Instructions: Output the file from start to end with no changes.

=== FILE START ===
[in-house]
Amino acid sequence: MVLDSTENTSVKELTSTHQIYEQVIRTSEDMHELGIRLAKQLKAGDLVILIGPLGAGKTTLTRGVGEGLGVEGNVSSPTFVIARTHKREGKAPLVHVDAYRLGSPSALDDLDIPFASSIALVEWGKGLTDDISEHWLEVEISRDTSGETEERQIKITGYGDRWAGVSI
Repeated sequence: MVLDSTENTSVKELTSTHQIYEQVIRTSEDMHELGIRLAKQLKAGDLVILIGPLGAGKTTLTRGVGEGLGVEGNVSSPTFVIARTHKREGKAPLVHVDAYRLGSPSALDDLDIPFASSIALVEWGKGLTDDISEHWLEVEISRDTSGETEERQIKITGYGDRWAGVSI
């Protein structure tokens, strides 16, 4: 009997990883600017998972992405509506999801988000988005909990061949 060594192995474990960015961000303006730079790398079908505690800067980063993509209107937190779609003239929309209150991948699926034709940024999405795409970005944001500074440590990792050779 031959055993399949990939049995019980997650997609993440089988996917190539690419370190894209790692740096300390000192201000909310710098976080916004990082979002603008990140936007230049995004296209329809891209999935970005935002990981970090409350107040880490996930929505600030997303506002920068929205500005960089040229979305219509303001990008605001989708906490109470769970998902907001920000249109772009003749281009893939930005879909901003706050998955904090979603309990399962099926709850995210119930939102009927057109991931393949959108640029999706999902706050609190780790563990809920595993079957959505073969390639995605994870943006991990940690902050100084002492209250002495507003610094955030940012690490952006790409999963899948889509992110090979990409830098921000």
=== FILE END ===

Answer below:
[in-house]
Amino acid sequence: MVLDSTENTSVKELTSTHQIYEQVIRTSEDMHELGIRLAKQLKAGDLVILIGPLGAGKTTLTRGVGEGLGVEGNVSSPTFVIARTHKREGKAPLVHVDAYRLGSPSALDDLDIPFASSIALVEWGKGLTDDISEHWLEVEISRDTSGETEERQIKITGYGDRWAGVSI
Repeated sequence: MVLDSTENTSVKELTSTHQIYEQVIRTSEDMHELGIRLAKQLKAGDLVILIGPLGAGKTTLTRGVGEGLGVEGNVSSPTFVIARTHKREGKAPLVHVDAYRLGSPSALDDLDIPFASSIALVEWGKGLTDDISEHWLEVEISRDTSGETEERQIKITGYGDRWAGVSI
């Protein structure tokens, strides 16, 4: 009997990883600017998972992405509506999801988000988005909990061949 060594192995474990960015961000303006730079790398079908505690800067980063993509209107937190779609003239929309209150991948699926034709940024999405795409970005944001500074440590990792050779 031959055993399949990939049995019980997650997609993440089988996917190539690419370190894209790692740096300390000192201000909310710098976080916004990082979002603008990140936007230049995004296209329809891209999935970005935002990981970090409350107040880490996930929505600030997303506002920068929205500005960089040229979305219509303001990008605001989708906490109470769970998902907001920000249109772009003749281009893939930005879909901003706050998955904090979603309990399962099926709850995210119930939102009927057109991931393949959108640029999706999902706050609190780790563990809920595993079957959505073969390639995605994870943006991990940690902050100084002492209250002495507003610094955030940012690490952006790409999963899948889509992110090979990409830098921000």